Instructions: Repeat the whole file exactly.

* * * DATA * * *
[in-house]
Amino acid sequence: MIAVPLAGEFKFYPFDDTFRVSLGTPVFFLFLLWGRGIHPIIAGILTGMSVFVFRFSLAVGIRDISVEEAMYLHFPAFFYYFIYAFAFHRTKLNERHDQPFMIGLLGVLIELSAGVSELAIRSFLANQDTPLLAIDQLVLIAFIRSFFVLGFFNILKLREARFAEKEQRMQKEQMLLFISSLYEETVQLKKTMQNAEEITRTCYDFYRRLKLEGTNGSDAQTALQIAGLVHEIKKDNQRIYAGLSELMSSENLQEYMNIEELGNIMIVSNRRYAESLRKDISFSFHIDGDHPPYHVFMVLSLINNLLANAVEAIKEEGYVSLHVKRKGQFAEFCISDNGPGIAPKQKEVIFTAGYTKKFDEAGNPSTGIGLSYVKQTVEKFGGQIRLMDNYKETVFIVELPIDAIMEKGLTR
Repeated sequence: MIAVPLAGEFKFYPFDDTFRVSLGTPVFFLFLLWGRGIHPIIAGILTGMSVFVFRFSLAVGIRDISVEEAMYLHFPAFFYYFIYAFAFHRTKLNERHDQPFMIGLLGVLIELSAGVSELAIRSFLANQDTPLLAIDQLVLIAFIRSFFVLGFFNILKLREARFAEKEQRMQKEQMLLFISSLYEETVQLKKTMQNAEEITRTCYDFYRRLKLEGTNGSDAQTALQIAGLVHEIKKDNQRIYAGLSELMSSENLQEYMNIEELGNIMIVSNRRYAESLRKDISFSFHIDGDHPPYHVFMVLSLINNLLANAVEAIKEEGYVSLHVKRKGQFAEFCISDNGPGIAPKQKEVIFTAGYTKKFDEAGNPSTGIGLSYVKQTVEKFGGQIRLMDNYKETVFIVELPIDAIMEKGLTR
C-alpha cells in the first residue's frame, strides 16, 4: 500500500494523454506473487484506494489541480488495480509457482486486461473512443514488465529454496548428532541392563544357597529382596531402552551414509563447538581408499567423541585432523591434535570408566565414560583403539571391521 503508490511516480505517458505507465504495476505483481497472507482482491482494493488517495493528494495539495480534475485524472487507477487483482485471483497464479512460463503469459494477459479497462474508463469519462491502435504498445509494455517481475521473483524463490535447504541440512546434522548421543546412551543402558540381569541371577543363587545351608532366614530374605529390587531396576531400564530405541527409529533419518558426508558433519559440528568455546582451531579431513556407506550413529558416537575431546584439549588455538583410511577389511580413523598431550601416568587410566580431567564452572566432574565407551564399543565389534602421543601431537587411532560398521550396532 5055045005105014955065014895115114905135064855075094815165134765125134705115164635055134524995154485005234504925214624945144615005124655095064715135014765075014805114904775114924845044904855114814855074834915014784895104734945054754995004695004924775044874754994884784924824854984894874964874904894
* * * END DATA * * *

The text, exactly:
[in-house]
Amino acid sequence: MIAVPLAGEFKFYPFDDTFRVSLGTPVFFLFLLWGRGIHPIIAGILTGMSVFVFRFSLAVGIRDISVEEAMYLHFPAFFYYFIYAFAFHRTKLNERHDQPFMIGLLGVLIELSAGVSELAIRSFLANQDTPLLAIDQLVLIAFIRSFFVLGFFNILKLREARFAEKEQRMQKEQMLLFISSLYEETVQLKKTMQNAEEITRTCYDFYRRLKLEGTNGSDAQTALQIAGLVHEIKKDNQRIYAGLSELMSSENLQEYMNIEELGNIMIVSNRRYAESLRKDISFSFHIDGDHPPYHVFMVLSLINNLLANAVEAIKEEGYVSLHVKRKGQFAEFCISDNGPGIAPKQKEVIFTAGYTKKFDEAGNPSTGIGLSYVKQTVEKFGGQIRLMDNYKETVFIVELPIDAIMEKGLTR
Repeated sequence: MIAVPLAGEFKFYPFDDTFRVSLGTPVFFLFLLWGRGIHPIIAGILTGMSVFVFRFSLAVGIRDISVEEAMYLHFPAFFYYFIYAFAFHRTKLNERHDQPFMIGLLGVLIELSAGVSELAIRSFLANQDTPLLAIDQLVLIAFIRSFFVLGFFNILKLREARFAEKEQRMQKEQMLLFISSLYEETVQLKKTMQNAEEITRTCYDFYRRLKLEGTNGSDAQTALQIAGLVHEIKKDNQRIYAGLSELMSSENLQEYMNIEELGNIMIVSNRRYAESLRKDISFSFHIDGDHPPYHVFMVLSLINNLLANAVEAIKEEGYVSLHVKRKGQFAEFCISDNGPGIAPKQKEVIFTAGYTKKFDEAGNPSTGIGLSYVKQTVEKFGGQIRLMDNYKETVFIVELPIDAIMEKGLTR
C-alpha cells in the first residue's frame, strides 16, 4: 500500500494523454506473487484506494489541480488495480509457482486486461473512443514488465529454496548428532541392563544357597529382596531402552551414509563447538581408499567423541585432523591434535570408566565414560583403539571391521 503508490511516480505517458505507465504495476505483481497472507482482491482494493488517495493528494495539495480534475485524472487507477487483482485471483497464479512460463503469459494477459479497462474508463469519462491502435504498445509494455517481475521473483524463490535447504541440512546434522548421543546412551543402558540381569541371577543363587545351608532366614530374605529390587531396576531400564530405541527409529533419518558426508558433519559440528568455546582451531579431513556407506550413529558416537575431546584439549588455538583410511577389511580413523598431550601416568587410566580431567564452572566432574565407551564399543565389534602421543601431537587411532560398521550396532 5055045005105014955065014895115114905135064855075094815165134765125134705115164635055134524995154485005234504925214624945144615005124655095064715135014765075014805114904775114924845044904855114814855074834915014784895104734945054754995004695004924775044874754994884784924824854984894874964874904894